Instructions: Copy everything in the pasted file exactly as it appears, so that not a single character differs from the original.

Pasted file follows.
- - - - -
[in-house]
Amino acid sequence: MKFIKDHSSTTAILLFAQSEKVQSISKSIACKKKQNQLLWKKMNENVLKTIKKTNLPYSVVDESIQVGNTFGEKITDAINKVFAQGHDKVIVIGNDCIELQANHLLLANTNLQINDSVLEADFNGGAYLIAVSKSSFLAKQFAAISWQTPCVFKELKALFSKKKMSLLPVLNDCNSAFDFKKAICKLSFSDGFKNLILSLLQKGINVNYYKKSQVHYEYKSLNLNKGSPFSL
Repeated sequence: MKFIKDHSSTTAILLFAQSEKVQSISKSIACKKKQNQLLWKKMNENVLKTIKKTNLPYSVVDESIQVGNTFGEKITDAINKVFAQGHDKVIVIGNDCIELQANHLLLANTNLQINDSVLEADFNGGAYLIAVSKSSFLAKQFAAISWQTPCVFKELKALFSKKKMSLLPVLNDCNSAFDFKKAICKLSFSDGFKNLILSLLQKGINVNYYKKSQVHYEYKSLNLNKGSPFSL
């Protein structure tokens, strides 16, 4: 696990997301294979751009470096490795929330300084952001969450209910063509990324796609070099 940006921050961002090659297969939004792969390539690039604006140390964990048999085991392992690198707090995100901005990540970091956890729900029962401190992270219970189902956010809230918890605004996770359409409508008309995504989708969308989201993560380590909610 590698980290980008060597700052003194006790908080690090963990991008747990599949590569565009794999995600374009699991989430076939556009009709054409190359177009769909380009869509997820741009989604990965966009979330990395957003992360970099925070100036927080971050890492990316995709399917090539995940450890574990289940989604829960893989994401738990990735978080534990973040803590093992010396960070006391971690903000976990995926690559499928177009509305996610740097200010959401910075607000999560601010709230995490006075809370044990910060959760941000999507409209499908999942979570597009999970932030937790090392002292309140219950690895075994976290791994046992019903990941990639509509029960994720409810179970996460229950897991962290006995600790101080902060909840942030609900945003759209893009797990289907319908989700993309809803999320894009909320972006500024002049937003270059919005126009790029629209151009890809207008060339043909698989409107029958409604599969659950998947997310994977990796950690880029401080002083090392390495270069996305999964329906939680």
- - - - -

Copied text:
[in-house]
Amino acid sequence: MKFIKDHSSTTAILLFAQSEKVQSISKSIACKKKQNQLLWKKMNENVLKTIKKTNLPYSVVDESIQVGNTFGEKITDAINKVFAQGHDKVIVIGNDCIELQANHLLLANTNLQINDSVLEADFNGGAYLIAVSKSSFLAKQFAAISWQTPCVFKELKALFSKKKMSLLPVLNDCNSAFDFKKAICKLSFSDGFKNLILSLLQKGINVNYYKKSQVHYEYKSLNLNKGSPFSL
Repeated sequence: MKFIKDHSSTTAILLFAQSEKVQSISKSIACKKKQNQLLWKKMNENVLKTIKKTNLPYSVVDESIQVGNTFGEKITDAINKVFAQGHDKVIVIGNDCIELQANHLLLANTNLQINDSVLEADFNGGAYLIAVSKSSFLAKQFAAISWQTPCVFKELKALFSKKKMSLLPVLNDCNSAFDFKKAICKLSFSDGFKNLILSLLQKGINVNYYKKSQVHYEYKSLNLNKGSPFSL
């Protein structure tokens, strides 16, 4: 696990997301294979751009470096490795929330300084952001969450209910063509990324796609070099 940006921050961002090659297969939004792969390539690039604006140390964990048999085991392992690198707090995100901005990540970091956890729900029962401190992270219970189902956010809230918890605004996770359409409508008309995504989708969308989201993560380590909610 590698980290980008060597700052003194006790908080690090963990991008747990599949590569565009794999995600374009699991989430076939556009009709054409190359177009769909380009869509997820741009989604990965966009979330990395957003992360970099925070100036927080971050890492990316995709399917090539995940450890574990289940989604829960893989994401738990990735978080534990973040803590093992010396960070006391971690903000976990995926690559499928177009509305996610740097200010959401910075607000999560601010709230995490006075809370044990910060959760941000999507409209499908999942979570597009999970932030937790090392002292309140219950690895075994976290791994046992019903990941990639509509029960994720409810179970996460229950897991962290006995600790101080902060909840942030609900945003759209893009797990289907319908989700993309809803999320894009909320972006500024002049937003270059919005126009790029629209151009890809207008060339043909698989409107029958409604599969659950998947997310994977990796950690880029401080002083090392390495270069996305999964329906939680």